According to the CDC, over 130 million Americans suffer from chronic diseases. Six in ten adults have a single chronic disease diagnosis, and four in ten adults have two or more. These numbers are staggering, and health care costs have skyrocketed, with 90% of the nation’s annual health care expenditures ($3.8 trillion) going toward treatment of chronic physical (e.g., obesity) and mental health conditions (e.g., addiction). In addressing these challenges, we still rely heavily on conventional pharmaceutical approaches, despite data supporting that integrating allopathic medicine, complementary care, and self-care to promote health are remarkably useful and successful. Complementary approaches to allopathic health care, such as acupuncture, yoga, massage, exercise, health coaching, and culinary medicine, are becoming more widely recognized and valued in the health care system. This critical shift is needed to educate and empower health care professionals, patients, and policymakers, to facilitate change, and to make lifestyle and integrative therapies that support behavior change available. It is time to focus on a multifactorial approach to the restoration of health that involves the whole person.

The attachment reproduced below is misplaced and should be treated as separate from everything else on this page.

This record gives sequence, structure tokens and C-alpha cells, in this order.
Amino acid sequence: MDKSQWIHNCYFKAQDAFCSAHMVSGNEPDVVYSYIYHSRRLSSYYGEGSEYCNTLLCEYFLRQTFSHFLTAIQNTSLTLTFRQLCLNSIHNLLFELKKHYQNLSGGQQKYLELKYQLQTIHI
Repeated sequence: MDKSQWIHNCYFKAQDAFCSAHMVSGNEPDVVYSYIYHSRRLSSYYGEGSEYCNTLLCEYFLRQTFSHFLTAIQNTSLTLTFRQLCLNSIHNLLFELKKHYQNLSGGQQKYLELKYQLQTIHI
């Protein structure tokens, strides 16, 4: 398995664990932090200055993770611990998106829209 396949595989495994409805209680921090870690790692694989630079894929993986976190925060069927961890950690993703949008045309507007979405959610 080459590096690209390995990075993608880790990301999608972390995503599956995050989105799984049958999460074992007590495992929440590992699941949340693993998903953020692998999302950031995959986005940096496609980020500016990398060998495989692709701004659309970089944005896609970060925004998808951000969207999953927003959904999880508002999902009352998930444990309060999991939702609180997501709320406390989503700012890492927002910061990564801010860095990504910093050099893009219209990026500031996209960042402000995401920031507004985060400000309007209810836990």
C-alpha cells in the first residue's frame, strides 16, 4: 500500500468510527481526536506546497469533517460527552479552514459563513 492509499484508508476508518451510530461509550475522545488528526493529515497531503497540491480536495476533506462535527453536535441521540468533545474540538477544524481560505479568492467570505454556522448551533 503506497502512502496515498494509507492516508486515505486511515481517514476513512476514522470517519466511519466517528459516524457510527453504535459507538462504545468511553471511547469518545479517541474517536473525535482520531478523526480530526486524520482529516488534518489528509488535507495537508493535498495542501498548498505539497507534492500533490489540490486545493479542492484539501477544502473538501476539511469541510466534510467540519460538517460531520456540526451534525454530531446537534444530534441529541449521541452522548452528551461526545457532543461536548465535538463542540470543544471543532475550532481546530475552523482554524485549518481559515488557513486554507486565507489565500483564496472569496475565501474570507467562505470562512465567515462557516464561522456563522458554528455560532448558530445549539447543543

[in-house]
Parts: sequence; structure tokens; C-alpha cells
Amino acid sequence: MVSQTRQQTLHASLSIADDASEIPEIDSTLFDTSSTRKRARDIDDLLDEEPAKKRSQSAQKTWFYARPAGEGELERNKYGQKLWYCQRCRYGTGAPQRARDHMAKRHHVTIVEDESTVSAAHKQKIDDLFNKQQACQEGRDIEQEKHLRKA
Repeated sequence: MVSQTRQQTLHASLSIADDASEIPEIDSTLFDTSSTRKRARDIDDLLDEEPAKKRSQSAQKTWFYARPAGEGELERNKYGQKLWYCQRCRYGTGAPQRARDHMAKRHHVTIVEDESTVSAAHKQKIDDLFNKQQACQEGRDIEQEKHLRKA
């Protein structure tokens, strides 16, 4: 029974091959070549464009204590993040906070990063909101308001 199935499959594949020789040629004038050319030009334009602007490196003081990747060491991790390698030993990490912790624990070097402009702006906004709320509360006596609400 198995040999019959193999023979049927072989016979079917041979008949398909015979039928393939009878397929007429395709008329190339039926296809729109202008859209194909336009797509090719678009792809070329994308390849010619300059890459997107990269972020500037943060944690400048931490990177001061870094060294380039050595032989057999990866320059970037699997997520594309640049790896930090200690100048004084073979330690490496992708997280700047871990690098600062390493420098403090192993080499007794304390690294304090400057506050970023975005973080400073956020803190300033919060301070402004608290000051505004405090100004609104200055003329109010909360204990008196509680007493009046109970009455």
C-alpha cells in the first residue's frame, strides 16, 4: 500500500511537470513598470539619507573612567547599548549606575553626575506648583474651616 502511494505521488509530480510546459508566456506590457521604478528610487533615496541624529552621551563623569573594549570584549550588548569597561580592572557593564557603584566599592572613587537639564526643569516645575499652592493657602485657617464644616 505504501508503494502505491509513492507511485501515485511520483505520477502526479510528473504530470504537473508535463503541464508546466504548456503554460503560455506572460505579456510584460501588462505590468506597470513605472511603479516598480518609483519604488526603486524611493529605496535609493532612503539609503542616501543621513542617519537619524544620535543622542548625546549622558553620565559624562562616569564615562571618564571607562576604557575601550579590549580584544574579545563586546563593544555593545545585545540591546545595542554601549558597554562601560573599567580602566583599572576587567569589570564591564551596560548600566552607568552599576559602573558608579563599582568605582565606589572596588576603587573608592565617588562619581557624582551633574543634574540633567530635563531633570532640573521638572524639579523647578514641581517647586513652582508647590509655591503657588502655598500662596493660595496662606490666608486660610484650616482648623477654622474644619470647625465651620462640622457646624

The University of Vermont (UVM), the University of Vermont Health Network (UVMHN), and the state of Vermont are leading the way in whole-health delivery and integrative health as the standard of care, accessible to everyone in our region. Vermont’s small size, close collaborations between academic, state, and other organizations, and progressive nature present a unique opportunity to realize change and demonstrate progress in shifting the paradigm toward integrative health, particularly for rural areas.